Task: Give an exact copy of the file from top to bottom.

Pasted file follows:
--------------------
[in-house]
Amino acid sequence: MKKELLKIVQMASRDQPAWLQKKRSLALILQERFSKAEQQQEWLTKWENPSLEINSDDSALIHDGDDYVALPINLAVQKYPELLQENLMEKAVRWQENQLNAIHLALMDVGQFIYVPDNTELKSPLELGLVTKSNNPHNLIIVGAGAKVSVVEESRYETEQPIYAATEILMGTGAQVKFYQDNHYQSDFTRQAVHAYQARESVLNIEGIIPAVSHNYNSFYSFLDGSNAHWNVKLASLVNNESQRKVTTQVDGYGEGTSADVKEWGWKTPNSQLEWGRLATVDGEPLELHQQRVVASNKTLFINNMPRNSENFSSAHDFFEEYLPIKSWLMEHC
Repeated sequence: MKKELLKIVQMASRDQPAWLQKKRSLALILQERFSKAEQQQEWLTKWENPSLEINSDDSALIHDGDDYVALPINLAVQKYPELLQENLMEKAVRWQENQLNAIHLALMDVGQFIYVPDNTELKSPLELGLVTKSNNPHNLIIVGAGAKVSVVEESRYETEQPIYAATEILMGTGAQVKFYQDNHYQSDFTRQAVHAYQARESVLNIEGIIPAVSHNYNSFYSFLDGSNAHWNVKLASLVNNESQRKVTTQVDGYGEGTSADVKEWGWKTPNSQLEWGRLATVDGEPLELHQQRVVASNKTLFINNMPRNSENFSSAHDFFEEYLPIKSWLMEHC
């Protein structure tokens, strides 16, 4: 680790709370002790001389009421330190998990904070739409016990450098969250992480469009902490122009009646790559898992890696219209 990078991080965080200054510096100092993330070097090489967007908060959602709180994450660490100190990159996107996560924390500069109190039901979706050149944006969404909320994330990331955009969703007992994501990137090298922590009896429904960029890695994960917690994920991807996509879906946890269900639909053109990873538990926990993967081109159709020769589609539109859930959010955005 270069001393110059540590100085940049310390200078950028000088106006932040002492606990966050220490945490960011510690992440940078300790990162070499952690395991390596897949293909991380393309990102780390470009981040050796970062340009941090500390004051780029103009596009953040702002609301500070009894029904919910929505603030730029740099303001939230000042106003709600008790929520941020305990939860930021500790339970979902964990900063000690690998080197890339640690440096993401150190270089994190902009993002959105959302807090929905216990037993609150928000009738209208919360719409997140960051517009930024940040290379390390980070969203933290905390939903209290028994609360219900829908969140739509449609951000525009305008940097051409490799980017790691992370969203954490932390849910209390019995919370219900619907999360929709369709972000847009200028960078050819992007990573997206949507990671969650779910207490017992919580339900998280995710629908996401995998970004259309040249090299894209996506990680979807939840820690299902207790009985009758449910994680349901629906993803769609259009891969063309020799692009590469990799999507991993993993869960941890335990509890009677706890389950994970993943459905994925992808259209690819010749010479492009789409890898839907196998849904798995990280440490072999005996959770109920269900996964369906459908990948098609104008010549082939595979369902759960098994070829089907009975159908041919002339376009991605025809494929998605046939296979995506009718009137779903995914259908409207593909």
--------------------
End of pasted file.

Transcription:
[in-house]
Amino acid sequence: MKKELLKIVQMASRDQPAWLQKKRSLALILQERFSKAEQQQEWLTKWENPSLEINSDDSALIHDGDDYVALPINLAVQKYPELLQENLMEKAVRWQENQLNAIHLALMDVGQFIYVPDNTELKSPLELGLVTKSNNPHNLIIVGAGAKVSVVEESRYETEQPIYAATEILMGTGAQVKFYQDNHYQSDFTRQAVHAYQARESVLNIEGIIPAVSHNYNSFYSFLDGSNAHWNVKLASLVNNESQRKVTTQVDGYGEGTSADVKEWGWKTPNSQLEWGRLATVDGEPLELHQQRVVASNKTLFINNMPRNSENFSSAHDFFEEYLPIKSWLMEHC
Repeated sequence: MKKELLKIVQMASRDQPAWLQKKRSLALILQERFSKAEQQQEWLTKWENPSLEINSDDSALIHDGDDYVALPINLAVQKYPELLQENLMEKAVRWQENQLNAIHLALMDVGQFIYVPDNTELKSPLELGLVTKSNNPHNLIIVGAGAKVSVVEESRYETEQPIYAATEILMGTGAQVKFYQDNHYQSDFTRQAVHAYQARESVLNIEGIIPAVSHNYNSFYSFLDGSNAHWNVKLASLVNNESQRKVTTQVDGYGEGTSADVKEWGWKTPNSQLEWGRLATVDGEPLELHQQRVVASNKTLFINNMPRNSENFSSAHDFFEEYLPIKSWLMEHC
């Protein structure tokens, strides 16, 4: 680790709370002790001389009421330190998990904070739409016990450098969250992480469009902490122009009646790559898992890696219209 990078991080965080200054510096100092993330070097090489967007908060959602709180994450660490100190990159996107996560924390500069109190039901979706050149944006969404909320994330990331955009969703007992994501990137090298922590009896429904960029890695994960917690994920991807996509879906946890269900639909053109990873538990926990993967081109159709020769589609539109859930959010955005 270069001393110059540590100085940049310390200078950028000088106006932040002492606990966050220490945490960011510690992440940078300790990162070499952690395991390596897949293909991380393309990102780390470009981040050796970062340009941090500390004051780029103009596009953040702002609301500070009894029904919910929505603030730029740099303001939230000042106003709600008790929520941020305990939860930021500790339970979902964990900063000690690998080197890339640690440096993401150190270089994190902009993002959105959302807090929905216990037993609150928000009738209208919360719409997140960051517009930024940040290379390390980070969203933290905390939903209290028994609360219900829908969140739509449609951000525009305008940097051409490799980017790691992370969203954490932390849910209390019995919370219900619907999360929709369709972000847009200028960078050819992007990573997206949507990671969650779910207490017992919580339900998280995710629908996401995998970004259309040249090299894209996506990680979807939840820690299902207790009985009758449910994680349901629906993803769609259009891969063309020799692009590469990799999507991993993993869960941890335990509890009677706890389950994970993943459905994925992808259209690819010749010479492009789409890898839907196998849904798995990280440490072999005996959770109920269900996964369906459908990948098609104008010549082939595979369902759960098994070829089907009975159908041919002339376009991605025809494929998605046939296979995506009718009137779903995914259908409207593909």